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Healthcare and Insurance in Montreal

Living in Montréal is among the top choices for expats interested in Canada — although life in Montréal is still very different to life in, say, Toronto, due to Québec’s unique identity within the country. Our expatriate guide to Montréal gives you a first glimpse of what to expect!
Montréal boasts top-of-the-line healthcare institutions.

A Doctor for Every Medical Condition

It is almost needless to point out that the healthcare infrastructure in Montréal is both extensive and of very high quality. No matter what ailment might befall you during your stay in the city, there will be a specialist available to take good care of you. As a major city in every respect, chances are that Montréal is also home to a number of medical professionals fluent in your native tongue, which can make things a good deal easier at times.

The homepage of the City of Montréal offers an overview of healthcare and social services facilities by neighborhood — just use the interactive map to find the nearest institutions near your place of residence. Please note that in some cases, information is only available in French. You should, however, still be able to navigate the basic layout of the pages.

The telephone number for emergency services is 911, as in the rest of the country. These include — apart from ambulances — the police, fire department, coast guard, and other emergency responders. The institution responsible for ambulance services is the Corporation d'Urgences-Santé, which serves Montréal and Laval with a fleet of more than 148 ambulances.  

Soon to Be Covered: Universal Health Insurance

Expats from all over the world are probably aware of the quality and comprehensiveness of the Canadian system of universal healthcare, which is organized on a provincial basis. The Universal Healthcare Plan in Québec is administered by the Régie de l'assurance maladie du Québec (RAMQ).

All residents of Québec — and this includes immigrant and expat newcomers, also those who will only temporarily be in Montréal or Québec, and their spouses and dependents — are eligible to receive free medical care under this scheme, as long as they are not absent from Québec for more than 183 days in a calendar year. Temporary workers must be present in the province for their entire stay, excluding periods of 21 days or less. The RAMQ website has further details on the topic of eligibility.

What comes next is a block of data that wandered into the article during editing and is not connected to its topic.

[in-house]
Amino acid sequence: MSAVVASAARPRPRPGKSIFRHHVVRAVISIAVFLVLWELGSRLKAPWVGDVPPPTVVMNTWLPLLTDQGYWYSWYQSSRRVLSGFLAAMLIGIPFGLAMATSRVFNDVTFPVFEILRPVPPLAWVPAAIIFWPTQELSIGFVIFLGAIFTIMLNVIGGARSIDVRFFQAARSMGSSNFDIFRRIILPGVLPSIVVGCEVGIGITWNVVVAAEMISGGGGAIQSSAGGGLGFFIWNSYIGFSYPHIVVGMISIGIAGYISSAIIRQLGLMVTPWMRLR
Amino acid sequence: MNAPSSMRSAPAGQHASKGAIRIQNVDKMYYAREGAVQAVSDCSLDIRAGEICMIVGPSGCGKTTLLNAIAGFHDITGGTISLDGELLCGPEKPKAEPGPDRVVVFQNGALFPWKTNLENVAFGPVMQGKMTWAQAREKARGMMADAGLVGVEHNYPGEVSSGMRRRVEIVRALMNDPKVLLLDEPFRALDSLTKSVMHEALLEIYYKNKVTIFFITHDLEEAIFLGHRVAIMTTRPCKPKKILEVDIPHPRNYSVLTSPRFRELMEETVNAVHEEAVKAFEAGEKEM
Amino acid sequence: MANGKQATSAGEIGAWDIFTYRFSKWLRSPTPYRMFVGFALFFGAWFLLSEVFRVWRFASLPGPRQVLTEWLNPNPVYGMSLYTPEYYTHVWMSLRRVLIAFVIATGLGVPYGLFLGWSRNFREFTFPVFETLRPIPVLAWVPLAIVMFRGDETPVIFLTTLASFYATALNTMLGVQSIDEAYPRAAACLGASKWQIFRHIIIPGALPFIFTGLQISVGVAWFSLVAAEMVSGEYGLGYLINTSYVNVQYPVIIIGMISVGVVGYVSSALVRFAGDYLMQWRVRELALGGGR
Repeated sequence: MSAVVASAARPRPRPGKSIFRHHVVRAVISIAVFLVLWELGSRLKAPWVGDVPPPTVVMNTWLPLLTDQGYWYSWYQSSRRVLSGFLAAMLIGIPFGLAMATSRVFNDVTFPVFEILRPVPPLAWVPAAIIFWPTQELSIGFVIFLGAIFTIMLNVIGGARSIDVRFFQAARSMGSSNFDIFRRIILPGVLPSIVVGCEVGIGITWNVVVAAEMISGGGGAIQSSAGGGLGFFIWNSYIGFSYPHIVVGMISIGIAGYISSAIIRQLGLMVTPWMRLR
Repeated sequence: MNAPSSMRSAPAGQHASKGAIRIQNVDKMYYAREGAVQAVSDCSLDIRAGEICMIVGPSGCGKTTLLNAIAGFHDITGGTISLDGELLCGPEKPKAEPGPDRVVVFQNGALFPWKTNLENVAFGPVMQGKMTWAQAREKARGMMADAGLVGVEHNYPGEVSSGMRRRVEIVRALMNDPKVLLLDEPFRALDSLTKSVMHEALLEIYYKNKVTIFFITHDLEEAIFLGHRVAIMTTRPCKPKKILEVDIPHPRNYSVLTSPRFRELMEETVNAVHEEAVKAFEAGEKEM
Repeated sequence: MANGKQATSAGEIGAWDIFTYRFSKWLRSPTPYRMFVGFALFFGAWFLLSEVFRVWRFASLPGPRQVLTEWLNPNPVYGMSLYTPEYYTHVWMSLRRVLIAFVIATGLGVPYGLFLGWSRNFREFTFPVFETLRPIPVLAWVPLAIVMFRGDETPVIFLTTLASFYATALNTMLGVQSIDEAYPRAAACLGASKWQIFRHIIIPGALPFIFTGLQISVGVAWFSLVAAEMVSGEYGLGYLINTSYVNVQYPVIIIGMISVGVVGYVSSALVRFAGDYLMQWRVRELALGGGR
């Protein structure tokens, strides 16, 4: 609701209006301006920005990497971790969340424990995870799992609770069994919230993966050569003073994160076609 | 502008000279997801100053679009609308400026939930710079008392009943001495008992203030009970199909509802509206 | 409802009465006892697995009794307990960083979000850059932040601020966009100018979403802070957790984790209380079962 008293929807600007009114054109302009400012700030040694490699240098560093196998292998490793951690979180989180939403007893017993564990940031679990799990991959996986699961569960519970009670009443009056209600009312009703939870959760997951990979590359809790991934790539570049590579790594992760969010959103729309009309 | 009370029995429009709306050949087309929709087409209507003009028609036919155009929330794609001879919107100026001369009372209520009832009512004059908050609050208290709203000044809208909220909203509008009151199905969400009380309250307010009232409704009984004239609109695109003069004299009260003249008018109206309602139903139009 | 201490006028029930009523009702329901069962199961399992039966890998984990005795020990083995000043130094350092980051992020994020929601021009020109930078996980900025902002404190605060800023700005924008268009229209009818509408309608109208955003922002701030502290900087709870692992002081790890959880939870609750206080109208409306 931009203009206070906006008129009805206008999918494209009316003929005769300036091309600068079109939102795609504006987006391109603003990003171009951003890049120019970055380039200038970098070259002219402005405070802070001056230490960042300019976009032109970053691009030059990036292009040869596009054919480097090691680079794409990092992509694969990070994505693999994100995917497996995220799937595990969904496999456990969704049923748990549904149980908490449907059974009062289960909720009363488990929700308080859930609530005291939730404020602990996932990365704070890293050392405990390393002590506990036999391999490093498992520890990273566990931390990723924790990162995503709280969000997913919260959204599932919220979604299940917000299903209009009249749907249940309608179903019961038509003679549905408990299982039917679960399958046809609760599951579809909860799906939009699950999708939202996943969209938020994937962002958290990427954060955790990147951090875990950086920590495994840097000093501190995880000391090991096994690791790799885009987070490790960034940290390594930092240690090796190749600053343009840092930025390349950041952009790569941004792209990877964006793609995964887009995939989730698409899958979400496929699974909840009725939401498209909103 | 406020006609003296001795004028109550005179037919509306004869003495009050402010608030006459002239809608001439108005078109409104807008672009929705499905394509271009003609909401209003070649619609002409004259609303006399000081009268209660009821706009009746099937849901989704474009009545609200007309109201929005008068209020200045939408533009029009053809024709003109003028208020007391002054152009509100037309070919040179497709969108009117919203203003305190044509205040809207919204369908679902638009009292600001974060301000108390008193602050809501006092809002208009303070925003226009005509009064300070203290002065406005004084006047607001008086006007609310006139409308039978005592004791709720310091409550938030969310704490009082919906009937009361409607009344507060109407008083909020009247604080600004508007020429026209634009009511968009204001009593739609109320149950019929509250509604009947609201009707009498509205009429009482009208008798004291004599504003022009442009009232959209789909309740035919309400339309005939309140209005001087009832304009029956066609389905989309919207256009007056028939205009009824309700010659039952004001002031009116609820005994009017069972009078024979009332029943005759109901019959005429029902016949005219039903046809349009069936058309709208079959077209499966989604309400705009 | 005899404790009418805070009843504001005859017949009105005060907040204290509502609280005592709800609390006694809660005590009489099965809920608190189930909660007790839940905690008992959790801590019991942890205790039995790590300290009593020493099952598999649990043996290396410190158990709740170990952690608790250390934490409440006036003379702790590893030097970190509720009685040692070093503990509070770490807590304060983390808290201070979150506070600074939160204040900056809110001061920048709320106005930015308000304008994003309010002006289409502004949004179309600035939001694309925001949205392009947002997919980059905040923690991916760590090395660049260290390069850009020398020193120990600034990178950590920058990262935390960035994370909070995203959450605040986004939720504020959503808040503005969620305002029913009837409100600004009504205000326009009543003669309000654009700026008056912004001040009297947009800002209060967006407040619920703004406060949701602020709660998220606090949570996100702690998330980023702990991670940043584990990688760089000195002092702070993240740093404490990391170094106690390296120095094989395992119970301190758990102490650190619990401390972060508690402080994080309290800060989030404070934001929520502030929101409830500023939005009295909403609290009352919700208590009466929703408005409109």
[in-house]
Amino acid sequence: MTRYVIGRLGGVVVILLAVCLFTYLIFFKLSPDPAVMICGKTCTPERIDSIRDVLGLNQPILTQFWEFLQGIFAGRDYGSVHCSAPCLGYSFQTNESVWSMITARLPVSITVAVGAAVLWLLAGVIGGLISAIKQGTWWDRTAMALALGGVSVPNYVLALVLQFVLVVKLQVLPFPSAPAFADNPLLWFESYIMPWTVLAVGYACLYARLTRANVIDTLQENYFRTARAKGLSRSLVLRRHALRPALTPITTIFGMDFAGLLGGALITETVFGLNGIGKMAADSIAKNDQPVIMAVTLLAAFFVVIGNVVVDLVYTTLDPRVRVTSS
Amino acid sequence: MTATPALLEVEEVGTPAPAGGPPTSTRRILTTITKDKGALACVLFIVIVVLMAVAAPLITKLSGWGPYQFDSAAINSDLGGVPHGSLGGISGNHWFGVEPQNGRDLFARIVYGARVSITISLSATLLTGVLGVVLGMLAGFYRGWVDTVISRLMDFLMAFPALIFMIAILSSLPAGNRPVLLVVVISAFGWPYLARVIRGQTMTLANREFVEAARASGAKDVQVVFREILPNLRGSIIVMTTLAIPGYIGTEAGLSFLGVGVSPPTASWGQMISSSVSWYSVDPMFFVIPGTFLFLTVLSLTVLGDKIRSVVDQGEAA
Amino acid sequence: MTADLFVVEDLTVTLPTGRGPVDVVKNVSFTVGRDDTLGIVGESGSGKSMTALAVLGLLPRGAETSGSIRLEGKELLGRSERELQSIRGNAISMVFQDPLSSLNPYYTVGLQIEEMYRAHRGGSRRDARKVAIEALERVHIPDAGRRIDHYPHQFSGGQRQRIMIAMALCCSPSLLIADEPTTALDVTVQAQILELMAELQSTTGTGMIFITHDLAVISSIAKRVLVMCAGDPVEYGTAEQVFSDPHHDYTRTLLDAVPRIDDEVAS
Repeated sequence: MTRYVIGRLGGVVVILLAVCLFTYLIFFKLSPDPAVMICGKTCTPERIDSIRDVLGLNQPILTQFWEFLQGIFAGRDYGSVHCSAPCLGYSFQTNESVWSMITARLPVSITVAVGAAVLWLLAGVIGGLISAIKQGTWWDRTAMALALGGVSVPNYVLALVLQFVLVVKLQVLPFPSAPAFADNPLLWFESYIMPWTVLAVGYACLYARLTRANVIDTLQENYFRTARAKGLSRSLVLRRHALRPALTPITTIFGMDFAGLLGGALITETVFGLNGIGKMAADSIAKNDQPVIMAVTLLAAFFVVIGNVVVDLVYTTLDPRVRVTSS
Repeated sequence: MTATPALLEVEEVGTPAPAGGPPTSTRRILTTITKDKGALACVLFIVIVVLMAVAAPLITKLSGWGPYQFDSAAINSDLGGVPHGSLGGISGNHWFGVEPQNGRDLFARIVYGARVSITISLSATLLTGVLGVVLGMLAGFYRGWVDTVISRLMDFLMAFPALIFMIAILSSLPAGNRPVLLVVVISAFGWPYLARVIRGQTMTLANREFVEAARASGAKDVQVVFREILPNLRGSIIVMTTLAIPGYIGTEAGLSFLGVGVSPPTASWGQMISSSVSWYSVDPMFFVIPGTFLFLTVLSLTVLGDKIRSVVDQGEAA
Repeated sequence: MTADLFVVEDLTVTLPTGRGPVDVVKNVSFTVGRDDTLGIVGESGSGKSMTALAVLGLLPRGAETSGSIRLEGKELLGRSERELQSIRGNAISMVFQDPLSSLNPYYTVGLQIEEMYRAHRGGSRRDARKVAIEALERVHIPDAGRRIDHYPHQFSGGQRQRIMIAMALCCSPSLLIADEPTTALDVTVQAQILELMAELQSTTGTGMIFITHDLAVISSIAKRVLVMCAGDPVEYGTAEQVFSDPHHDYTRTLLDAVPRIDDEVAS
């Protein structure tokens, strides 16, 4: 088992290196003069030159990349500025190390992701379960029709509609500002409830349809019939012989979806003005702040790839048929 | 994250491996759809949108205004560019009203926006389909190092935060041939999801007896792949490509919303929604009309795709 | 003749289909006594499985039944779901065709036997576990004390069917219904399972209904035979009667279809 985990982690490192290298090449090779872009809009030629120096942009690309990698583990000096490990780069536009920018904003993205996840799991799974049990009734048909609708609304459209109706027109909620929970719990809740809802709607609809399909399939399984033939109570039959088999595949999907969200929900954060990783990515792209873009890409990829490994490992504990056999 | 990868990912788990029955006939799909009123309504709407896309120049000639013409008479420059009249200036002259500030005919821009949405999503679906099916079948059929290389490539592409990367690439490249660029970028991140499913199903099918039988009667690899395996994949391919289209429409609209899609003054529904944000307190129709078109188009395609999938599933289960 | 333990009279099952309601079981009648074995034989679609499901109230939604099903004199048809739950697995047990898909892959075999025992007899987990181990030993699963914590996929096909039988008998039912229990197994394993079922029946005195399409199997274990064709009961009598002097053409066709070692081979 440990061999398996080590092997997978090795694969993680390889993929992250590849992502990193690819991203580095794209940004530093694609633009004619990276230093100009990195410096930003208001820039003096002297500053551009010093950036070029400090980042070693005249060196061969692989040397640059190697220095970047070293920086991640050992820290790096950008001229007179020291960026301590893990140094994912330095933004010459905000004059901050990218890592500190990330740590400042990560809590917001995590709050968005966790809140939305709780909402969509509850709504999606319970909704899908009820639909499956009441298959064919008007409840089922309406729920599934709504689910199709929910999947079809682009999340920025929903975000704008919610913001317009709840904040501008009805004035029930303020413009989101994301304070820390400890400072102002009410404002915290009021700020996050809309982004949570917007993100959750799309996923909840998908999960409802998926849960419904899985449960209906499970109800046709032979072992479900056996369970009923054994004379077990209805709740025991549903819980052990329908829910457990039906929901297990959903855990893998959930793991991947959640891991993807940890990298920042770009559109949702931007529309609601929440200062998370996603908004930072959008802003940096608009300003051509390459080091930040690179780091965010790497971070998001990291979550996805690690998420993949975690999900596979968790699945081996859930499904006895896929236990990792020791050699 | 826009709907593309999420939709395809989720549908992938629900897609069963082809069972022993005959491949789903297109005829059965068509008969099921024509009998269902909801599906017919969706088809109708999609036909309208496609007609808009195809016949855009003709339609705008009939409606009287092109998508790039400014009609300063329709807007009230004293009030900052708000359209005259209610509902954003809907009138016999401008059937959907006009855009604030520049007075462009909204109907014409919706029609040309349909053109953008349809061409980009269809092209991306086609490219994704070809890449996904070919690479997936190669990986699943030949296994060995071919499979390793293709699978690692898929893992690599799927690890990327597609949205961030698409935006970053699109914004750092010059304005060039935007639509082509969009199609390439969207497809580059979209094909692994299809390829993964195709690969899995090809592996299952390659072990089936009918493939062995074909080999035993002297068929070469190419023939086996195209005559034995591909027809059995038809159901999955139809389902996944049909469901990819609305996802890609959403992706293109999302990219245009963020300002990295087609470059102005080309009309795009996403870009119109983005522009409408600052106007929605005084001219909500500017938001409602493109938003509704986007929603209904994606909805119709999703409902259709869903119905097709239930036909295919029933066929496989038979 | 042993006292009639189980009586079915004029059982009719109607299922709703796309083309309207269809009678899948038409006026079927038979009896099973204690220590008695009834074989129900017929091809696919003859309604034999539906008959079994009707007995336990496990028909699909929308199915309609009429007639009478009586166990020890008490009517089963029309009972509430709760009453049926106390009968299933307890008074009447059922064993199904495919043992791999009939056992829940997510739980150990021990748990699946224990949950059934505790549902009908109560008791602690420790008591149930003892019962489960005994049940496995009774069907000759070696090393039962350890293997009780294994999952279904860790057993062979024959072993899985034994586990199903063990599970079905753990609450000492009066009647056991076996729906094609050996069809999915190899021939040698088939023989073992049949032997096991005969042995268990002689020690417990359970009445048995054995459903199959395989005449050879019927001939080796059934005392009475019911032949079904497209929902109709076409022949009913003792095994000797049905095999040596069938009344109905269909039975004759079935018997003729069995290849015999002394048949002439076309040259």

All you need to do is register with the RAMQ in order to receive your medical insurance card. All the necessary administrative steps and different requirements for the various categories of immigrants and foreign workers are listed in this comprehensive step-by-step guide, courtesy of RAMQ.

After a three-month waiting period, all the services included in the coverage are available to you. These include all essential medical procedures and checkups — special treatments such as cosmetic surgery or alternative medicine are generally not covered. When in doubt, make sure to ask your physician if their services are covered by the plan, or see the list of services on the RAMQ website.

When the Waiting Period Doesn’t Apply

Some procedures are available even during the waiting period. These include services related to pregnancy and childbirth, and those required by victims of violence. If you should suffer from an infectious disease that may affect public health, your treatment will also be free of charge. Apart from these exceptions, medical treatments you receive during the waiting period will not be reimbursed.

Furthermore, there are a number of countries which have signed a reciprocity agreement on social security with Québec, namely Belgium, Denmark, Finland, France, Greece, Luxembourg, Norway, Portugal, and Sweden. If you hail from one of these countries, the three-month waiting period does not apply to you, and you get to benefit from Québec’s health insurance plan right away.

Necessary: Prescription Drug Insurance

Every resident of Québec is required to be covered by prescription drug insurance covering the cost of their medication, as this is not part of the coverage of the healthcare plan we have discussed above. There are two distinct types of prescription drug insurance: private insurance — usually taken care of via a group insurance scheme of your employer — and the public plan, administered by the RAMQ. You can only sign up for the latter if you are not eligible for any kind of private plan.

But no worries, chances are that if a job offer is good enough to make you relocate, it will include prescription drug insurance in its benefits package. Make sure to discuss the services offered by the company insurance plan and the extent of the coverage with your future employer prior to signing.


We do our best to keep this article up to date. However, we cannot guarantee that the information provided is always current or complete.

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